Peloton executives sued over £400m share sales amid row over safety


Peloton executives sued over claims they sold £400m of shares amid row over safety

Peloton bosses are being sued over claims they sold more than £400million of shares while hiding safety problems that injured dozens of children and went on to kill one.

An investor has accused co-founder and former chief executive John Foley, and nine other insiders, of ‘dumping stock’ before the issues came to light. 

Shares in the indoor fitness company, which makes exercise bikes and treadmills, boomed during the pandemic.

Shares row: Indoor fitness company Peleton, which makes exercise bikes and treadmills, boomed during the pandemic

Shares row: Indoor fitness company Peleton, which makes exercise bikes and treadmills, boomed during the pandemic

They peaked at $163 in December 2020, but have since crashed to around $10 each.

Its downfall was caused in part by 70 reports of adults, children and pets being pulled under Peloton treadmills.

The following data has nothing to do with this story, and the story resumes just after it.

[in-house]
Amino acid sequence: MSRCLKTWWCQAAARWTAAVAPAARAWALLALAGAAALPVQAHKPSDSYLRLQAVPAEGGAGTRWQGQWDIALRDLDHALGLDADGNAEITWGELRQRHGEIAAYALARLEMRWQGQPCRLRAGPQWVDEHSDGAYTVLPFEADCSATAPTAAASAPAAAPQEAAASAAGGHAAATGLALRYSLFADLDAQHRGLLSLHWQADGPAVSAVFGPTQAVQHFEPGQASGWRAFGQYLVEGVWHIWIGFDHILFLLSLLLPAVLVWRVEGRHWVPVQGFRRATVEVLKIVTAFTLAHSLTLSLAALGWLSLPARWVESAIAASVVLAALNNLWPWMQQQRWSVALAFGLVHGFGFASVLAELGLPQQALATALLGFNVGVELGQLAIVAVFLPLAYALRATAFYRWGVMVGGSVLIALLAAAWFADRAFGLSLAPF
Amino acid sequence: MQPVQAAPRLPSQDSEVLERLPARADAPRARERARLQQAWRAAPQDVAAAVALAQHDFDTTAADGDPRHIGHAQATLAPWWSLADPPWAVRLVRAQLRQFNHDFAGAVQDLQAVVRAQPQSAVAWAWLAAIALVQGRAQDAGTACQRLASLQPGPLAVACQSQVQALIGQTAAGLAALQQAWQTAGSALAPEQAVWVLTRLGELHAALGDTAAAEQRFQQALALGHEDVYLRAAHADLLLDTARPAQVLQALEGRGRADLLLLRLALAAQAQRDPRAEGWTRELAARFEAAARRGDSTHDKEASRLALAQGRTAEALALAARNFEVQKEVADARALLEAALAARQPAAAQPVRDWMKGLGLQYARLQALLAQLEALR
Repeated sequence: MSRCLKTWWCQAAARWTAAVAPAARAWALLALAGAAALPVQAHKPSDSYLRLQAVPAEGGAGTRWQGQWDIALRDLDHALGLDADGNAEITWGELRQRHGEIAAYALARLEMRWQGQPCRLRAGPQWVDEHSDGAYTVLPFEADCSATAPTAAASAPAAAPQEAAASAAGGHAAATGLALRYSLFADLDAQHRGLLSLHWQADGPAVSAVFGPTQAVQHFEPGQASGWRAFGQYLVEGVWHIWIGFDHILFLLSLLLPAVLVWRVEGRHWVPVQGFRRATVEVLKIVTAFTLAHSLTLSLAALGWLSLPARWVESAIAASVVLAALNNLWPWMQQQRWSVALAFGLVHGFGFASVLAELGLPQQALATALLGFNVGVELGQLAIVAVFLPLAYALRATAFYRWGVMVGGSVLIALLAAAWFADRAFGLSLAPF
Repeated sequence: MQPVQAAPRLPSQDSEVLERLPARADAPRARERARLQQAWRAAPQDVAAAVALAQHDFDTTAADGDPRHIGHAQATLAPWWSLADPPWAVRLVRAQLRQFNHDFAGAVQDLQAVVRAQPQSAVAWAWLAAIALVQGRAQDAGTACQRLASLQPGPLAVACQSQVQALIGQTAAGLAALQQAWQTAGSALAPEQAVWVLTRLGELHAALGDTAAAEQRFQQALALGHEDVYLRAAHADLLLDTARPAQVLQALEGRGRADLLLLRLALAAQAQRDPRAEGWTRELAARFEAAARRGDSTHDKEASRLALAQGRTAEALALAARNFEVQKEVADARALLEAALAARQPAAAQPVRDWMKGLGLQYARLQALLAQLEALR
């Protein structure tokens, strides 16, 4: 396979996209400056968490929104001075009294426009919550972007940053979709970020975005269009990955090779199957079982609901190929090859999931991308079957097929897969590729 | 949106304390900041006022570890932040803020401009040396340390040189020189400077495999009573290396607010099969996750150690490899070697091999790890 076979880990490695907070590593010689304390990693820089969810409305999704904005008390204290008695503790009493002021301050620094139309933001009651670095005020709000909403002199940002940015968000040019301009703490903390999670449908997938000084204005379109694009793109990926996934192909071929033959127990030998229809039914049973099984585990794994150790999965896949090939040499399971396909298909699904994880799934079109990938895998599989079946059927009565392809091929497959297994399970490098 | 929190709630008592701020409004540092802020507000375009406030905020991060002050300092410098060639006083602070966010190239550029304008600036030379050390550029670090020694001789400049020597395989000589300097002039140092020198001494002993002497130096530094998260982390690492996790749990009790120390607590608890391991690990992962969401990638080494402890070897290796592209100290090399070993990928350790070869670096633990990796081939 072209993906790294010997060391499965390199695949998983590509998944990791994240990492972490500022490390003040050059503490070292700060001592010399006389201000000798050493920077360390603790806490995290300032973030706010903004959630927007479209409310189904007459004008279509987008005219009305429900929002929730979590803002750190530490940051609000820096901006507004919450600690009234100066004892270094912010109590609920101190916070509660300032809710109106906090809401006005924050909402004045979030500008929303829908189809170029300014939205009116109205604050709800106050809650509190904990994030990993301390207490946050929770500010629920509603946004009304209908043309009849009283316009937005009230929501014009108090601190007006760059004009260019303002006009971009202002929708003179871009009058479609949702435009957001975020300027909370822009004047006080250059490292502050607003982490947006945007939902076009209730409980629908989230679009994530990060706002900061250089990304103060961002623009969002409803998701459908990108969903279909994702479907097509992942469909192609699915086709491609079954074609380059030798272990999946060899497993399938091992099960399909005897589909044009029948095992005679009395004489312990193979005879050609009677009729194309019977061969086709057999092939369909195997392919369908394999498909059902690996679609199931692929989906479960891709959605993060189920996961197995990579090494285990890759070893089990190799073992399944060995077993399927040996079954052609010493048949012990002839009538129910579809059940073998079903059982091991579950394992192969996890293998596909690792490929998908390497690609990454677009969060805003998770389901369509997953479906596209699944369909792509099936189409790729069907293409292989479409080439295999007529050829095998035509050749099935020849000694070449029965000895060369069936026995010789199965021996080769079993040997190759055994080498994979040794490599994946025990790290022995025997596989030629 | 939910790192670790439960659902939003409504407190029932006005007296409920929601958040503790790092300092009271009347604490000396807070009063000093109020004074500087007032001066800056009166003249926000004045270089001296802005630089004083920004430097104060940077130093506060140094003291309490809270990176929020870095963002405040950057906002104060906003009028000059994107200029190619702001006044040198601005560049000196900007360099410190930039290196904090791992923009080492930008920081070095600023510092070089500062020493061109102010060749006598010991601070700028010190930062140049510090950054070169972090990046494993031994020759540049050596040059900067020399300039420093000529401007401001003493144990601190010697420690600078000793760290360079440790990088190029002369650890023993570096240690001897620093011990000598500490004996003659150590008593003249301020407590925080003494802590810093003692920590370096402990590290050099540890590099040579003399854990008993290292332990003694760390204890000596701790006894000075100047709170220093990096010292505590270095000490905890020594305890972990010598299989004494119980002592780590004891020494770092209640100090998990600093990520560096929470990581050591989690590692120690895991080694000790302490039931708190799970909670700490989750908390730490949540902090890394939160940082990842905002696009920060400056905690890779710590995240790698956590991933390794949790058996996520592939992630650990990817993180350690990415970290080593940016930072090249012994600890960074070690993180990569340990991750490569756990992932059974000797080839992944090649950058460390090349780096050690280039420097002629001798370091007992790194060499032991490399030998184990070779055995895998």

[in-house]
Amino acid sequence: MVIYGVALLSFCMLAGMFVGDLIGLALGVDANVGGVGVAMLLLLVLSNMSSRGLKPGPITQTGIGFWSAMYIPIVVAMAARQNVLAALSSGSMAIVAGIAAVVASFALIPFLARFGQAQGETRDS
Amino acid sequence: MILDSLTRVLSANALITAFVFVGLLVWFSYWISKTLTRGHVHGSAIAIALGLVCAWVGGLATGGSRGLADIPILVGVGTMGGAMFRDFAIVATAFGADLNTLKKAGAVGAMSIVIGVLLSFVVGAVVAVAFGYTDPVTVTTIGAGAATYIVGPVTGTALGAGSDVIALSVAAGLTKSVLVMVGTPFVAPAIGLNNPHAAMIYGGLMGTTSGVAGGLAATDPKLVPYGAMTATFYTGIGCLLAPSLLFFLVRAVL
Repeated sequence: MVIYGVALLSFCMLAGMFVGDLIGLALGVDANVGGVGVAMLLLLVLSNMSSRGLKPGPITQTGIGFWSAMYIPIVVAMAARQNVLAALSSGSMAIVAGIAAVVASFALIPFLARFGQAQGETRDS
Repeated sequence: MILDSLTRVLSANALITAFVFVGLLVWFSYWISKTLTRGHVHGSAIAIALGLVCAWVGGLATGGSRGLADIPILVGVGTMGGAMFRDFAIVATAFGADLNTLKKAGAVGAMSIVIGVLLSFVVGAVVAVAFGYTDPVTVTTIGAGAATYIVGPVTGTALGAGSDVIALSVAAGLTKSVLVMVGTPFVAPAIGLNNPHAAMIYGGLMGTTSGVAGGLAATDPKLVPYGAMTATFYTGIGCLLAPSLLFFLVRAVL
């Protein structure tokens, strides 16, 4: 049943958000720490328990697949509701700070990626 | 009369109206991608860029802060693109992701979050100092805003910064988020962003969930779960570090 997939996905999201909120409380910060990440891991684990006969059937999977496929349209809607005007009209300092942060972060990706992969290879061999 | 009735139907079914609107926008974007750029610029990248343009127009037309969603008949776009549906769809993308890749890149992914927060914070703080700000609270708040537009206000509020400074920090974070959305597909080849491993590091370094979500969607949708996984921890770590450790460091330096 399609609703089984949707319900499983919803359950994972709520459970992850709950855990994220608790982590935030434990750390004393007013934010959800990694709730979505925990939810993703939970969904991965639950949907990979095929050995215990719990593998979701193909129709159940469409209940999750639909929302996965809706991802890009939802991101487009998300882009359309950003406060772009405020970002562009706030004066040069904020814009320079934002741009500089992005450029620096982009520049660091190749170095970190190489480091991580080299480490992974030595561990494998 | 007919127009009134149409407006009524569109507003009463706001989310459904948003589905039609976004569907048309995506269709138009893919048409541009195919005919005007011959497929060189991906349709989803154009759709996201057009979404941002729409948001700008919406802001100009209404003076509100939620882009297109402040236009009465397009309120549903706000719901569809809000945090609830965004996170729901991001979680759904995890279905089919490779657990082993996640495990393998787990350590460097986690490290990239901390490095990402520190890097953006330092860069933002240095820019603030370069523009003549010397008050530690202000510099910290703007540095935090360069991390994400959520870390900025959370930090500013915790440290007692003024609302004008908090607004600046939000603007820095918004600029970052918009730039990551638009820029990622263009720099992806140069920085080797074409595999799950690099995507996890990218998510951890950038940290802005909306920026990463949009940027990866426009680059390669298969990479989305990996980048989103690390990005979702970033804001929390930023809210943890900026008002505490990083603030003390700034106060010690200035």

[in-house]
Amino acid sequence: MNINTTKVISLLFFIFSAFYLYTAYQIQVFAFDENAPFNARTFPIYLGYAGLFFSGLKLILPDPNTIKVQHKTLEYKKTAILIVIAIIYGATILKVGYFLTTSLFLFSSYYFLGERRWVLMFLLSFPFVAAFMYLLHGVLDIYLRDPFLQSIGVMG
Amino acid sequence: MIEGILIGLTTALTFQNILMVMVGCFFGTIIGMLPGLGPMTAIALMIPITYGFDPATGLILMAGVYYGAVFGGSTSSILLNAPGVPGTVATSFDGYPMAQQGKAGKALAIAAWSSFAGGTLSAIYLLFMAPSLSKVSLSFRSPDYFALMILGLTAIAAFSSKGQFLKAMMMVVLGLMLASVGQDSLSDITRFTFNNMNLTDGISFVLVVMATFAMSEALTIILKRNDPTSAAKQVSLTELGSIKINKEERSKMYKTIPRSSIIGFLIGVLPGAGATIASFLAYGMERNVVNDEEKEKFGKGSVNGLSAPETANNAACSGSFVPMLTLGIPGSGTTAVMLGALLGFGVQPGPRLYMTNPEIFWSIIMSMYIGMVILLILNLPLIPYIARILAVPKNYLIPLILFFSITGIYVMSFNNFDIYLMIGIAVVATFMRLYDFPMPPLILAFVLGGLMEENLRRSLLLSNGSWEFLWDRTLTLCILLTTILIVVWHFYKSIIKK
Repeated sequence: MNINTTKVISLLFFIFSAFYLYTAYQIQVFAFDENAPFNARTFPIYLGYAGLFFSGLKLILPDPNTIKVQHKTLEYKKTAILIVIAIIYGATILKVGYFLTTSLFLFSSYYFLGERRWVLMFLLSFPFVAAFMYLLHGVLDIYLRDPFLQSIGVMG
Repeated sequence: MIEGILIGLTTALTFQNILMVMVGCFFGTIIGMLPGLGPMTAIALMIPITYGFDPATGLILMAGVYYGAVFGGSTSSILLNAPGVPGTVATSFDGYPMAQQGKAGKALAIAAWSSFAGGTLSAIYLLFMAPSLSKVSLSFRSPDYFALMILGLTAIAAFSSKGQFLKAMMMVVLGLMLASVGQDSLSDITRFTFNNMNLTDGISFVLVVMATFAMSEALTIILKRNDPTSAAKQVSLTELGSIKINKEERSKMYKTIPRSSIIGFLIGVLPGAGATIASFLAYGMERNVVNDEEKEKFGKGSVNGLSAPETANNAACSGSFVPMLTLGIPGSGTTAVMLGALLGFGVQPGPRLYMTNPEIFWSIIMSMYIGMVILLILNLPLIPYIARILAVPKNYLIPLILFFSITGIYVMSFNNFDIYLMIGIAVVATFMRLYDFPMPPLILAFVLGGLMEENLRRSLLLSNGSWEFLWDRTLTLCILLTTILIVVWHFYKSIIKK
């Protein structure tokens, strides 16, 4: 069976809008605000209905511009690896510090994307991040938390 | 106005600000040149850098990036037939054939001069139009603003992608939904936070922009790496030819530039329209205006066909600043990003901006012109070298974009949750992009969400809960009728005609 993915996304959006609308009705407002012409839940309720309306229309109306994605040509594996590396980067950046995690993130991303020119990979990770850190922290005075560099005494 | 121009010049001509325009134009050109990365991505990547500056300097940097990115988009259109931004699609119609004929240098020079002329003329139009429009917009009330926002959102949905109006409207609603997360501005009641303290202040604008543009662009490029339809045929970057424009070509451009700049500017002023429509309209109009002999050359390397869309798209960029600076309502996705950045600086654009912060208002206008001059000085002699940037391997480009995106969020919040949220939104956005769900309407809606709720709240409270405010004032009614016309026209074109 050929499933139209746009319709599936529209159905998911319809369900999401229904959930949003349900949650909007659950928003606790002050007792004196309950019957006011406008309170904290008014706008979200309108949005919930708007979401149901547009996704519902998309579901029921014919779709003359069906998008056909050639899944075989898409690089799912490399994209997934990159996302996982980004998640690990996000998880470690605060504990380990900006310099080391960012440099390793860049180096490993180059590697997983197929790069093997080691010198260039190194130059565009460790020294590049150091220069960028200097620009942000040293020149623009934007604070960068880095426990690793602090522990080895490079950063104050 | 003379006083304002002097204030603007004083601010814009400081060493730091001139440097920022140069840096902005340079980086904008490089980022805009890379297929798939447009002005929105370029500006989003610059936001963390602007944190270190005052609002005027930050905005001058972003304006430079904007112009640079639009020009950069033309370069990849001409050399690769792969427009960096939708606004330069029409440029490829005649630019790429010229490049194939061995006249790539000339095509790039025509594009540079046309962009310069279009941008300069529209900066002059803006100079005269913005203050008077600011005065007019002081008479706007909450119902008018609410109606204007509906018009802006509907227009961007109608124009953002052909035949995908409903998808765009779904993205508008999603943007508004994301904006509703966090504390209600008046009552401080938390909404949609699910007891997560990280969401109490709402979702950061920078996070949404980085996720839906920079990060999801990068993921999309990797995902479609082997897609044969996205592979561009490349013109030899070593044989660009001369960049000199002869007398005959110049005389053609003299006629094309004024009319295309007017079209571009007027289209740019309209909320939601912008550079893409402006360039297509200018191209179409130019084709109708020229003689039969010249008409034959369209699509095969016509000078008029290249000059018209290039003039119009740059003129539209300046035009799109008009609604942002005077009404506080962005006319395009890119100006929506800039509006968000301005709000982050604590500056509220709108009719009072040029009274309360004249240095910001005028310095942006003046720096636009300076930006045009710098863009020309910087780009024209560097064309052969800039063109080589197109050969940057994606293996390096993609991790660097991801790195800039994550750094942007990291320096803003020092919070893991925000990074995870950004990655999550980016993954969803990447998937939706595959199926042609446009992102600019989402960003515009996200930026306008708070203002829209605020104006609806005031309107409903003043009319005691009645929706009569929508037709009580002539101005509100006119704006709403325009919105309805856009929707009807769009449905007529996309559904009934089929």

The issues injured 39 children, and last March Foley announced one youngster had been killed. In May there was a mass recall of treadmills in the UK and US.

The lawsuit, brought by Peloton shareholder Krikor Arslanian, alleges Foley ‘would have had direct and unfettered access to incident reports’.

It said other bosses were ‘undoubtedly aware’ of injuries. Bosses offloaded more than £80million worth of shares just a week before a three-year-old was trapped under a Peloton treadmill and suffered a ‘significant brain injury’.

It is also alleged that Peloton refused to act after US consumer protection agency the CPSC said that its treadmill was ‘so unsafe’ as to require a public warning. 

The treadmills were eventually recalled.

The lawsuit alleges bosses continued to make misleading statements. 

And it said the other insiders ‘joined Foley’s haste to dump stock’, selling around £415million worth of shares.

The lawsuit, filed in Delaware, said Peloton bosses ‘utterly abdicated’ their duties to Peloton and its shareholders.  Peloton was asked to comment.

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